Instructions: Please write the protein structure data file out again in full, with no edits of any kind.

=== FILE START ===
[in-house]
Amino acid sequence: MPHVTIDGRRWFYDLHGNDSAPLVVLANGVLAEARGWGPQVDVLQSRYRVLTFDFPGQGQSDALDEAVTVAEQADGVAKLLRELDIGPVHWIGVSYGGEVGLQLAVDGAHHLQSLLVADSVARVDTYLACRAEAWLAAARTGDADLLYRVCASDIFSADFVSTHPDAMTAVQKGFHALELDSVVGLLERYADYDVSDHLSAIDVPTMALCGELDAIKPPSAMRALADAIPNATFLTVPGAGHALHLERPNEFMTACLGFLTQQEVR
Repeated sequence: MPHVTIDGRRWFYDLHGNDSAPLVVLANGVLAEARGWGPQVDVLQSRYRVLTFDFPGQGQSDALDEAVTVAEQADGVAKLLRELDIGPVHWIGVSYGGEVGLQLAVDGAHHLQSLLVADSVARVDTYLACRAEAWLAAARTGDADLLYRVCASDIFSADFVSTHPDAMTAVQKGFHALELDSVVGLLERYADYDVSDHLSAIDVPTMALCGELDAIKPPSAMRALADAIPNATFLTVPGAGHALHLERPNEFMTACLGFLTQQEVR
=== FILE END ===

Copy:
[in-house]
Amino acid sequence: MPHVTIDGRRWFYDLHGNDSAPLVVLANGVLAEARGWGPQVDVLQSRYRVLTFDFPGQGQSDALDEAVTVAEQADGVAKLLRELDIGPVHWIGVSYGGEVGLQLAVDGAHHLQSLLVADSVARVDTYLACRAEAWLAAARTGDADLLYRVCASDIFSADFVSTHPDAMTAVQKGFHALELDSVVGLLERYADYDVSDHLSAIDVPTMALCGELDAIKPPSAMRALADAIPNATFLTVPGAGHALHLERPNEFMTACLGFLTQQEVR
Repeated sequence: MPHVTIDGRRWFYDLHGNDSAPLVVLANGVLAEARGWGPQVDVLQSRYRVLTFDFPGQGQSDALDEAVTVAEQADGVAKLLRELDIGPVHWIGVSYGGEVGLQLAVDGAHHLQSLLVADSVARVDTYLACRAEAWLAAARTGDADLLYRVCASDIFSADFVSTHPDAMTAVQKGFHALELDSVVGLLERYADYDVSDHLSAIDVPTMALCGELDAIKPPSAMRALADAIPNATFLTVPGAGHALHLERPNEFMTACLGFLTQQEVR